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The Battle That Shook Europe: Poltava and the Birth of the Russian Empire Paperback – November 29, 2002

ISBN-13: 978-1860648472 ISBN-10: 1860648479

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Product Details

  • Paperback: 288 pages
  • Publisher: I. B. Tauris (November 29, 2002)
  • Language: English
  • ISBN-10: 1860648479
  • ISBN-13: 978-1860648472
  • Product Dimensions: 6 x 1 x 10 inches
  • Shipping Weight: 12.8 ounces (View shipping rates and policies)
  • Average Customer Review: 4.9 out of 5 stars  See all reviews (13 customer reviews)
  • Amazon Best Sellers Rank: #798,824 in Books (See Top 100 in Books)

Editorial Reviews

Review

"The most outstanding brilliant military history I've ever read" --Sunday Telegraph

About the Author

Peter Englund is a Professor at Uppsala University.

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Customer Reviews

4.9 out of 5 stars
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This book was an incredible read!
Homunculus
Some clues are found in the revolutionary way of raising the Swedish Army and the skilful leadership of Charles XII.
Rodney J. Szasz
It makes an excellent starting point for delving into warfare of the era.
Dimitrios

Most Helpful Customer Reviews

24 of 25 people found the following review helpful By Harald Groven on July 12, 2003
Format: Paperback
Englund's make me feel I'm reading the news from an "embedded" war correspondent reporting from three centuries ago!
After reading (the Swedish edition of) "Poltava" five years ago, I have read all of his six other books. I haven't read any other historians that resembles Englund's unique style. The closest must be either Barbara W Tuchmans "Distant mirror", Antony Beevor or perhaps even LeRoy Ladruie's "Montaillou".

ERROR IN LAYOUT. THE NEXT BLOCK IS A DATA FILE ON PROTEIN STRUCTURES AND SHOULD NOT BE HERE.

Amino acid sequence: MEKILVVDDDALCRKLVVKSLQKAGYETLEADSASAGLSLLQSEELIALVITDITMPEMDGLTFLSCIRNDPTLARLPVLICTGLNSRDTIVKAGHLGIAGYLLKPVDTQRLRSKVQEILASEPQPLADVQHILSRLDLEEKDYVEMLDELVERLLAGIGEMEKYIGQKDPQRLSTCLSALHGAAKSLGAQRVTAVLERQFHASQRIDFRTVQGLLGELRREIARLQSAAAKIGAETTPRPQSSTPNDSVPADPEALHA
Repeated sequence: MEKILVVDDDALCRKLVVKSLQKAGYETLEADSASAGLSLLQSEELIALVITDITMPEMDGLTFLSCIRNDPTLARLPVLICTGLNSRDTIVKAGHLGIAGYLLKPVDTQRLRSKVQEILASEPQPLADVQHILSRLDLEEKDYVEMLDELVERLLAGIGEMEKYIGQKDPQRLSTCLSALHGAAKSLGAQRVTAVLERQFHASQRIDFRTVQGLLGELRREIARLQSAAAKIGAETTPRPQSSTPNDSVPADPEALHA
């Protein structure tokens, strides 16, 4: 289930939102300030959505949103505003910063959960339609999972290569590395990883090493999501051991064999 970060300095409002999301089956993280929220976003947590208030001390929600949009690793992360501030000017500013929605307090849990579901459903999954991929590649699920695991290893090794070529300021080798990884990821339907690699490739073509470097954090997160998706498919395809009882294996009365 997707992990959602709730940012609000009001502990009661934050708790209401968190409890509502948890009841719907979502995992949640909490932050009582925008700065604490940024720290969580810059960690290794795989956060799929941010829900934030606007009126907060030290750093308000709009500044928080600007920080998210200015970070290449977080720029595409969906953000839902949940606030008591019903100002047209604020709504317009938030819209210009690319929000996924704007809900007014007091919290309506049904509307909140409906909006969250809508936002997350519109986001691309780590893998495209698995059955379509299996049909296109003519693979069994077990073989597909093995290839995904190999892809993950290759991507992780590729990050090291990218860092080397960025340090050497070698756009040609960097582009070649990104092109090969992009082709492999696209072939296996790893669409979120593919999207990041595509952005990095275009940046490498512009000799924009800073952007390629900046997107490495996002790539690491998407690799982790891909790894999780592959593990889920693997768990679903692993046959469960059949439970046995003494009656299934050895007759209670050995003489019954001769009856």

Why was almost the entire Swedish(+Finnish) army slaughtered or captured in Ukraine on a hot summer day in 1709? Englund has been able to reconstruct the the story of the most disastrous battle in the Swedish history minute by minute. Based on reading of a wealth of primary sources, this documentary novel provides the ultimate introduction to the enigma of how it was possible for poor and sparsely populated country like Sweden to play a guest role as a greater European military power ("Prussia of the north") c1600-1814.
Englund doesn't write strictly traditional style military history: He explains Charles XII's campaign by both economic, political, cultural in addition to the traditional strategic causes. This broad approach to military history has later been developed further in Englund's trilogy about Sweden's 17th century wars. (Unfortunately not yet translated to English. In this trilogy Englund writes Braudel-style "l'histoire totale", discussing all aspect of daily life and mentalities of 17th century Europe to put the warfare in it's complete context.) Englund de-emphasizes any positive significance of military leadership in 1800th century battles. Englund distances himself from any attempts to point out a "scapegoat" for the disastrous decision to go to battle at Poltava.
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9 of 9 people found the following review helpful By isala on May 3, 2004
Format: Paperback
This book was originally published in 1988. Its success took everyone by surprise, including the author, then a freshly baked historian at Uppsala University, Sweden. It has retained its bestseller status in Sweden ever since. Now, this excellent book about an important, but comparatively unknown event in world history, has been reissued in the U.S.
Peter Englund follows in the footsteps of Edward Gibbon, who taught that good history should also be good literature. The direct inspiration for this book was John Prebble's 1963 classic book Culloden